A: To restore public trust on matters of staff spending and contract procurement I would support: 1) concretizing transparent, ethical, and fair practices that allow the public to see, understand and experience equal access to opportunity and information; 2) upgrading technology and strengthening the professional acumen and service delivery model of city services; 3) providing point of service keypad-based feedback from constituents; 4) departmental performance audits; and 5) ongoing professional development to advance integrity and positive ethical behavior.

Q: In 2020, Atlanta and the nation experienced two historic events: the COVID-19 pandemic and protests about racial justice and police brutality. What is a public-policy lesson you learned from those events? 

A: The two most important public policy lessons I learned from the pandemic and protests for racial justice included the necessity of reaffirming equality and the urgency of advancing systemic and institutional equity. Marked disparities in justice, healthcare, and education were glaring and as such, expedient policy reform is required. Equitable policy includes: 1) municipal government providing needed resources {PPP, free and accessible COVID testing, and vaccinations}; 2) responding to the social impacts of our ongoing health crisis (i.e., for example rent and utility grants, tax assistance grants, moratoriums, installment/payment plans, food/grocery give-a-ways and support to small businesses to recalibrate); 3) funding a 90-day safety net point of capture for those who are unsheltered; 4) providing technology to aid children who do not have access; and 5) criminal justice reform, diversion programming, and decriminalization of minor offenses.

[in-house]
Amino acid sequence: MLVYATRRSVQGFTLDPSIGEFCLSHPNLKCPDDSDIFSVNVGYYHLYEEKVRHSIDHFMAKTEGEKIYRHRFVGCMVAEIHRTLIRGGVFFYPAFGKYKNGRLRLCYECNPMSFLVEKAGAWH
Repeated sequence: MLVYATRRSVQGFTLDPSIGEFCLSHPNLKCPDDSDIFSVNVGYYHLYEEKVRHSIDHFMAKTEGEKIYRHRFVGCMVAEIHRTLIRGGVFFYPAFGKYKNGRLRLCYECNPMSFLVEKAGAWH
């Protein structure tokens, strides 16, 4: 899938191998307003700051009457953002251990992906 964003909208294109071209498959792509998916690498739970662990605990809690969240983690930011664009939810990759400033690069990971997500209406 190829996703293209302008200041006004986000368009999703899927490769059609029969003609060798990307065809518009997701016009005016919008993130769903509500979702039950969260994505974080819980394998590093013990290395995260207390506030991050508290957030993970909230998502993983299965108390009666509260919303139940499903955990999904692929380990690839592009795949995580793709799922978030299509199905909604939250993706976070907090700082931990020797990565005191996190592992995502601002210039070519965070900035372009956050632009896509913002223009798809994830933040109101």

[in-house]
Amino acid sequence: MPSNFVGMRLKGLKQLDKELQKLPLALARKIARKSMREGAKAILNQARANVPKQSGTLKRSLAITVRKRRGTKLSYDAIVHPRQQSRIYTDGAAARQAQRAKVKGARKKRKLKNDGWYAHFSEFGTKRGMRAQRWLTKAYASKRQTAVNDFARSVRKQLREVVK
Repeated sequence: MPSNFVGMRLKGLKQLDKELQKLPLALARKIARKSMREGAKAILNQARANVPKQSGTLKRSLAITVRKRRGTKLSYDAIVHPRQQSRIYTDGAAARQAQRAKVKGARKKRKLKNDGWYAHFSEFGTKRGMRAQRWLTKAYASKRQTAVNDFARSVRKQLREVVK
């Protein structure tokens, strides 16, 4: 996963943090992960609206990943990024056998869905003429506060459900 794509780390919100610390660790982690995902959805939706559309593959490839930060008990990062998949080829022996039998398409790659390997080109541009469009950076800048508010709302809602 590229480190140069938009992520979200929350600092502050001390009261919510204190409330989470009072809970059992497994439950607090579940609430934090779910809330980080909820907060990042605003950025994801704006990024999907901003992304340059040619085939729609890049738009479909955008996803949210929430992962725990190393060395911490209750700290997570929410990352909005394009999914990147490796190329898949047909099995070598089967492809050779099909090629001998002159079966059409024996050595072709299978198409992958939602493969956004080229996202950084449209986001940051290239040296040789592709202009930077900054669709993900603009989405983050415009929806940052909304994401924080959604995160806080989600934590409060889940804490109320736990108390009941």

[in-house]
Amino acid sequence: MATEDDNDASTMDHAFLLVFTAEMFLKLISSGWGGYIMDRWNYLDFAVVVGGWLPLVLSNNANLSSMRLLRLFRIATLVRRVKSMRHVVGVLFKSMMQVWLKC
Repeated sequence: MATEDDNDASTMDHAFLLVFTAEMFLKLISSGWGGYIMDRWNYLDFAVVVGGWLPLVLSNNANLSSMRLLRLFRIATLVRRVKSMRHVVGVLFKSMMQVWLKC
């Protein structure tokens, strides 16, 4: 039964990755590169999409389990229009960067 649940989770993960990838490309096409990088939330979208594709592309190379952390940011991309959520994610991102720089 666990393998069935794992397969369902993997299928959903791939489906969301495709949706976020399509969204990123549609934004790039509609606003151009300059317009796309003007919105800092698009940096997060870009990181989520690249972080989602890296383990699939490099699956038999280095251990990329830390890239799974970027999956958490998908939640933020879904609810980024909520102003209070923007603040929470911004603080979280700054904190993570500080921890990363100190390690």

Q: The debate about the location of a public safety training center is an example of longstanding tension over whether Atlanta’s urban planning should be more top-down from corporations and private groups or more bottom-up from communities and neighborhoods. What is your approach to planning processes and is there a specific change you would make? 

A: The first change that I would make would be to ensure that consensus is derived, and transparent processes are instituted. Many communities did not feel as if their Council person voted in alignment with voices of opposition and other Atlantans felt as if public comment was disregarded. Communities and neighborhood must be a part of this process as they constitute the foundation of our city. My leadership style is inclusion, diplomacy, and consensus building. I lead with sentences such as, “we all agree,” to minimize discord, highlight agreement, motivate enthusiasm, and direct results. Rather than leaving people behind, I strive to bring everyone forward.

Q: Do you support the Atlanta public safety training center’s location on Key Road in DeKalb County? Why or why not?